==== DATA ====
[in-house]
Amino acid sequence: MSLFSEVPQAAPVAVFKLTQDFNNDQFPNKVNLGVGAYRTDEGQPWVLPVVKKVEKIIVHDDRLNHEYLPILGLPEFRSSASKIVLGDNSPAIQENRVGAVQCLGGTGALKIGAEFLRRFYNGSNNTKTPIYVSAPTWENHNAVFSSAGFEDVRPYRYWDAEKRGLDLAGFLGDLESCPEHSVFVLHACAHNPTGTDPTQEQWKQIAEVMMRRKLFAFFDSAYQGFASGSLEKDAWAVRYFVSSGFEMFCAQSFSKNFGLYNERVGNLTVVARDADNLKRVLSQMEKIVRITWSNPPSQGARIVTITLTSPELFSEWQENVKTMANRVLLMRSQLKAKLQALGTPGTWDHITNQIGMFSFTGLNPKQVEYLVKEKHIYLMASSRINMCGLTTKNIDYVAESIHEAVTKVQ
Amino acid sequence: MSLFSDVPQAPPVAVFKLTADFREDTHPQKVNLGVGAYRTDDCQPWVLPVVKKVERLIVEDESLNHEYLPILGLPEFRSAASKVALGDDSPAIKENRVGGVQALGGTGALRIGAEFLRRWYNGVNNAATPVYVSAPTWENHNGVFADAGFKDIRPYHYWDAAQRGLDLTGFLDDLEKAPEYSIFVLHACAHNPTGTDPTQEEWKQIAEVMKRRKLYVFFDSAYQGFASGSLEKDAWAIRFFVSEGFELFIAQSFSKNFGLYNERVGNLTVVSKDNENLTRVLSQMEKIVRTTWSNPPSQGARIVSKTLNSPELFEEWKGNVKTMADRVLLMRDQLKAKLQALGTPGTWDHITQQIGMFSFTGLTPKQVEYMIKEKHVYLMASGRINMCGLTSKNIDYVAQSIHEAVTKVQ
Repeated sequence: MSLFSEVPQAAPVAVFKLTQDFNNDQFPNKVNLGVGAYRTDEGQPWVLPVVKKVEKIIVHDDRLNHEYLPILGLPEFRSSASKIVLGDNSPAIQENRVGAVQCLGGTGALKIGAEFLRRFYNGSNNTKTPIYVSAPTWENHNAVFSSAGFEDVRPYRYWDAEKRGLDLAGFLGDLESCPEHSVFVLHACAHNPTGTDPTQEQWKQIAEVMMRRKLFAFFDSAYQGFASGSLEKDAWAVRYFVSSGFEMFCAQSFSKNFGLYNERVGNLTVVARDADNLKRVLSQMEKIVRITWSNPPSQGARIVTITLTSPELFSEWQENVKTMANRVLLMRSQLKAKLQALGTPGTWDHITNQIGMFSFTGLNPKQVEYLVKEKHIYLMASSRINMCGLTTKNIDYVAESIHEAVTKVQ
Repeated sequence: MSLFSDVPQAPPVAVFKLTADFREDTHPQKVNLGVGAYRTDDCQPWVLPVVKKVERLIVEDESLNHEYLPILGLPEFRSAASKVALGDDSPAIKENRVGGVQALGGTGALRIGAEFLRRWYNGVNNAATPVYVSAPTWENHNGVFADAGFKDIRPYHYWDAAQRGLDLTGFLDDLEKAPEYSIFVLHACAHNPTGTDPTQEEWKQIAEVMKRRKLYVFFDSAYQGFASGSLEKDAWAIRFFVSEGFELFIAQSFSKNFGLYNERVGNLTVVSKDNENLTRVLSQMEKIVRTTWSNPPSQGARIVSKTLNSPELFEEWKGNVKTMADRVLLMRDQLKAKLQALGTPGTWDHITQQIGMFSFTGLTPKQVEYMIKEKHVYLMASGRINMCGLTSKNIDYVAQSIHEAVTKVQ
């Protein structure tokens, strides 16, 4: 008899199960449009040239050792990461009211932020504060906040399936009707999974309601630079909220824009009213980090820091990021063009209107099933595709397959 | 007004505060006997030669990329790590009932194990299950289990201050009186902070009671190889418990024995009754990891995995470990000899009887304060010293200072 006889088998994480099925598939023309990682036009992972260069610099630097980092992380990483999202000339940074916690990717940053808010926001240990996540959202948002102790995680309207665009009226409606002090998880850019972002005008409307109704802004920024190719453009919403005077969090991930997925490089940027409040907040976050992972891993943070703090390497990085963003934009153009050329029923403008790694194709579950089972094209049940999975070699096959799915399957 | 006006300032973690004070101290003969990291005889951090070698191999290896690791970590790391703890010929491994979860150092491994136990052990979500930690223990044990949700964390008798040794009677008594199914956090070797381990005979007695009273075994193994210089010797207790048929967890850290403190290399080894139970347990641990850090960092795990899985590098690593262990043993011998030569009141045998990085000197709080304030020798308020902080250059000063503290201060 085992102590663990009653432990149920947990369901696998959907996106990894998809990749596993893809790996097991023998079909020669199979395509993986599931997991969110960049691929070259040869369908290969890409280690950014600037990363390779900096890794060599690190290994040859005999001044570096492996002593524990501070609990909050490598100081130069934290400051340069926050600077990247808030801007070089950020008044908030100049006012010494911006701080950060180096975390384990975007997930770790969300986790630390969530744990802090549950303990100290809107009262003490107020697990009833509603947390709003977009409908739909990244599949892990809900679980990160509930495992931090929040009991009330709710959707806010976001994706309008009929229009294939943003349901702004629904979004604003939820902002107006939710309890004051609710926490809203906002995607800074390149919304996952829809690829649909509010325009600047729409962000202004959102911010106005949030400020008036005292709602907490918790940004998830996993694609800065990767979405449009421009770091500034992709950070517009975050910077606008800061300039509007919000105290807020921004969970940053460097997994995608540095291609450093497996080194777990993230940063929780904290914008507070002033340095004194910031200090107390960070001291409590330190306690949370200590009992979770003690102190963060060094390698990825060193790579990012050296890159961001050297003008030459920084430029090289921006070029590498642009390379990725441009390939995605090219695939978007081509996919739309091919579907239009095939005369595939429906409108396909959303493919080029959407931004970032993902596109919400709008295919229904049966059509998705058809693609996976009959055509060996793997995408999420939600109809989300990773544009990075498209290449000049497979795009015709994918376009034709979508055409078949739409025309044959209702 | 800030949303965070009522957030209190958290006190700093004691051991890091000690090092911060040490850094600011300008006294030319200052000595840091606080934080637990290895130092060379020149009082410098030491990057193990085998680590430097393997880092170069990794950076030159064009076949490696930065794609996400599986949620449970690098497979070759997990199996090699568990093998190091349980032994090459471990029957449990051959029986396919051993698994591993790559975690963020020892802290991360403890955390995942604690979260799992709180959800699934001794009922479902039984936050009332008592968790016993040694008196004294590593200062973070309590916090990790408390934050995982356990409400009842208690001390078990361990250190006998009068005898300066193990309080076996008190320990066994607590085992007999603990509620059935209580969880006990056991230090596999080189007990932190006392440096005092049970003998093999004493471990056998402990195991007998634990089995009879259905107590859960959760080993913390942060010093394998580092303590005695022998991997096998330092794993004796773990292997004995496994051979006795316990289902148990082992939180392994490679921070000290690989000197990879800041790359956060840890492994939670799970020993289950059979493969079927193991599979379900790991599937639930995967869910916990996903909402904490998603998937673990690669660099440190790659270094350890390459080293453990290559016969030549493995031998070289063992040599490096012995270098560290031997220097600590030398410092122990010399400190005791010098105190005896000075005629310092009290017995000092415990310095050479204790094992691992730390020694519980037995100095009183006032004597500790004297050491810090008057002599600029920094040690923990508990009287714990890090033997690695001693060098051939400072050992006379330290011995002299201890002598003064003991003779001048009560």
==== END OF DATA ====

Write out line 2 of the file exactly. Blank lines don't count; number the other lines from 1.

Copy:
Amino acid sequence: MSLFSEVPQAAPVAVFKLTQDFNNDQFPNKVNLGVGAYRTDEGQPWVLPVVKKVEKIIVHDDRLNHEYLPILGLPEFRSSASKIVLGDNSPAIQENRVGAVQCLGGTGALKIGAEFLRRFYNGSNNTKTPIYVSAPTWENHNAVFSSAGFEDVRPYRYWDAEKRGLDLAGFLGDLESCPEHSVFVLHACAHNPTGTDPTQEQWKQIAEVMMRRKLFAFFDSAYQGFASGSLEKDAWAVRYFVSSGFEMFCAQSFSKNFGLYNERVGNLTVVARDADNLKRVLSQMEKIVRITWSNPPSQGARIVTITLTSPELFSEWQENVKTMANRVLLMRSQLKAKLQALGTPGTWDHITNQIGMFSFTGLNPKQVEYLVKEKHIYLMASSRINMCGLTTKNIDYVAESIHEAVTKVQ